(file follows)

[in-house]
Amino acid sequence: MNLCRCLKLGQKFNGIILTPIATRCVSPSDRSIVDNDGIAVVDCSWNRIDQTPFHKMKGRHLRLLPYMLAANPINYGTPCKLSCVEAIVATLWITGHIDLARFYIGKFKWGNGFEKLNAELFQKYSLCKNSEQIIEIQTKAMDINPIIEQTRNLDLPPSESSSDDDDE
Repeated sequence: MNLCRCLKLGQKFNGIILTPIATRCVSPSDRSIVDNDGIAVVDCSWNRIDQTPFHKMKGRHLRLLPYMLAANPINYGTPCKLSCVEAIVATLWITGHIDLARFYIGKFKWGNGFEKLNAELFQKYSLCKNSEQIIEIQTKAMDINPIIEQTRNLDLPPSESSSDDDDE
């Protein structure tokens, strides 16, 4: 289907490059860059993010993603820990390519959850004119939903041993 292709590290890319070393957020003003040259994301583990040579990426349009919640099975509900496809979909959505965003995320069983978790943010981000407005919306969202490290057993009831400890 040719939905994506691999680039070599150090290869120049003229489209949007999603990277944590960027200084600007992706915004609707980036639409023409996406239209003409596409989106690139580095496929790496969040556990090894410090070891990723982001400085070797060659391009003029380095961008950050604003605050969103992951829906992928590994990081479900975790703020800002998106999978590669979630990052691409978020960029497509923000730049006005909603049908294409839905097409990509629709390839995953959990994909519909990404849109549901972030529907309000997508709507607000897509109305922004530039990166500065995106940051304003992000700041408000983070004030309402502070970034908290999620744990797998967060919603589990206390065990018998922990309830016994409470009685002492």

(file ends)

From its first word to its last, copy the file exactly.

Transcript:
[in-house]
Amino acid sequence: MNLCRCLKLGQKFNGIILTPIATRCVSPSDRSIVDNDGIAVVDCSWNRIDQTPFHKMKGRHLRLLPYMLAANPINYGTPCKLSCVEAIVATLWITGHIDLARFYIGKFKWGNGFEKLNAELFQKYSLCKNSEQIIEIQTKAMDINPIIEQTRNLDLPPSESSSDDDDE
Repeated sequence: MNLCRCLKLGQKFNGIILTPIATRCVSPSDRSIVDNDGIAVVDCSWNRIDQTPFHKMKGRHLRLLPYMLAANPINYGTPCKLSCVEAIVATLWITGHIDLARFYIGKFKWGNGFEKLNAELFQKYSLCKNSEQIIEIQTKAMDINPIIEQTRNLDLPPSESSSDDDDE
């Protein structure tokens, strides 16, 4: 289907490059860059993010993603820990390519959850004119939903041993 292709590290890319070393957020003003040259994301583990040579990426349009919640099975509900496809979909959505965003995320069983978790943010981000407005919306969202490290057993009831400890 040719939905994506691999680039070599150090290869120049003229489209949007999603990277944590960027200084600007992706915004609707980036639409023409996406239209003409596409989106690139580095496929790496969040556990090894410090070891990723982001400085070797060659391009003029380095961008950050604003605050969103992951829906992928590994990081479900975790703020800002998106999978590669979630990052691409978020960029497509923000730049006005909603049908294409839905097409990509629709390839995953959990994909519909990404849109549901972030529907309000997508709507607000897509109305922004530039990166500065995106940051304003992000700041408000983070004030309402502070970034908290999620744990797998967060919603589990206390065990018998922990309830016994409470009685002492």